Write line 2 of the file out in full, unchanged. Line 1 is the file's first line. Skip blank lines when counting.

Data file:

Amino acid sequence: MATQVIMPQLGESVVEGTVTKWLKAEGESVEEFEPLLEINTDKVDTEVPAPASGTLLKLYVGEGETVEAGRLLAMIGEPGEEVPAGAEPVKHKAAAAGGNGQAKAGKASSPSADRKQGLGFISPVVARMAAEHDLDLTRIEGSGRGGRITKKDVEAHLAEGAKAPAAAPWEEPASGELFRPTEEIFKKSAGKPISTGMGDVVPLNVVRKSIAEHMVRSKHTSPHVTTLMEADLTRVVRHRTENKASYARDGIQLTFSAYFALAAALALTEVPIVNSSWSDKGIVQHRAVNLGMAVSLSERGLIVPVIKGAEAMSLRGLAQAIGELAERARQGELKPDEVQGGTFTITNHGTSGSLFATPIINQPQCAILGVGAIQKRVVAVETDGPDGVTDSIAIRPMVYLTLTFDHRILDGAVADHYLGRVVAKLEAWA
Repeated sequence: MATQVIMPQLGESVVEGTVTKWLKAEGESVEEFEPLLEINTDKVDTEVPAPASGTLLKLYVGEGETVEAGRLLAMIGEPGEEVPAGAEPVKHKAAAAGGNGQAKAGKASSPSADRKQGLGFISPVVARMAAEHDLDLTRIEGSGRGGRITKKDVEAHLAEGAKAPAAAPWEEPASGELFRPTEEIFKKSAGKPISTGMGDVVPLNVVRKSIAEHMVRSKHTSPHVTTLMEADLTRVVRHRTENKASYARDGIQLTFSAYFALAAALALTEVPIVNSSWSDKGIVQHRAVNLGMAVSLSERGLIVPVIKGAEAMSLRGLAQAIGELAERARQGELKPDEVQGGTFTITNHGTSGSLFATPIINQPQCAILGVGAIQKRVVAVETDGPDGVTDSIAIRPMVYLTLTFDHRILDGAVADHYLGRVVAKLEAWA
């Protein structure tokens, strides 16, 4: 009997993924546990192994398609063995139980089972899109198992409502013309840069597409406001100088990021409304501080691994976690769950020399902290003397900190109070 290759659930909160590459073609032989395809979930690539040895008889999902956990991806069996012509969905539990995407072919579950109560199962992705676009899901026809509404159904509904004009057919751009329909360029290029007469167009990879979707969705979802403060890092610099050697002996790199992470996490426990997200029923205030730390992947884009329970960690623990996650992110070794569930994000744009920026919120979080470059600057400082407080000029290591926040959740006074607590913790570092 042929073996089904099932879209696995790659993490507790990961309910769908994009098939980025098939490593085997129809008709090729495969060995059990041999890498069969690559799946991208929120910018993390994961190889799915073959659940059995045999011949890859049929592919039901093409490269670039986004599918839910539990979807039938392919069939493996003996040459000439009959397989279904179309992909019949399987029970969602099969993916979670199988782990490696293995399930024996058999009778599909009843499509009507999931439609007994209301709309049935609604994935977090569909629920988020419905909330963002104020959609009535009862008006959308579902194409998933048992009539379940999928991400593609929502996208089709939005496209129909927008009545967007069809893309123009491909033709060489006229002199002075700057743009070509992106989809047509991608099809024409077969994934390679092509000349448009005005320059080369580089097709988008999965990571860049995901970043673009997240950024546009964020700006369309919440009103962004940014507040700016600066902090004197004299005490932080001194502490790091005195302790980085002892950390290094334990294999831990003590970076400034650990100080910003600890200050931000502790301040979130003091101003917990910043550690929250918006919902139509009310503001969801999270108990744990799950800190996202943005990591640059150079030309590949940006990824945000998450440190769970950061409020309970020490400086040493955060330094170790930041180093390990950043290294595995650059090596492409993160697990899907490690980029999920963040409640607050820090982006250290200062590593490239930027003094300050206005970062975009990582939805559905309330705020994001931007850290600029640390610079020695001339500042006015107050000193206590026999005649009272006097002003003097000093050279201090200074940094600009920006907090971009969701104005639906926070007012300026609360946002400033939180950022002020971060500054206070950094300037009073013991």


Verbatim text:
Repeated sequence: MATQVIMPQLGESVVEGTVTKWLKAEGESVEEFEPLLEINTDKVDTEVPAPASGTLLKLYVGEGETVEAGRLLAMIGEPGEEVPAGAEPVKHKAAAAGGNGQAKAGKASSPSADRKQGLGFISPVVARMAAEHDLDLTRIEGSGRGGRITKKDVEAHLAEGAKAPAAAPWEEPASGELFRPTEEIFKKSAGKPISTGMGDVVPLNVVRKSIAEHMVRSKHTSPHVTTLMEADLTRVVRHRTENKASYARDGIQLTFSAYFALAAALALTEVPIVNSSWSDKGIVQHRAVNLGMAVSLSERGLIVPVIKGAEAMSLRGLAQAIGELAERARQGELKPDEVQGGTFTITNHGTSGSLFATPIINQPQCAILGVGAIQKRVVAVETDGPDGVTDSIAIRPMVYLTLTFDHRILDGAVADHYLGRVVAKLEAWA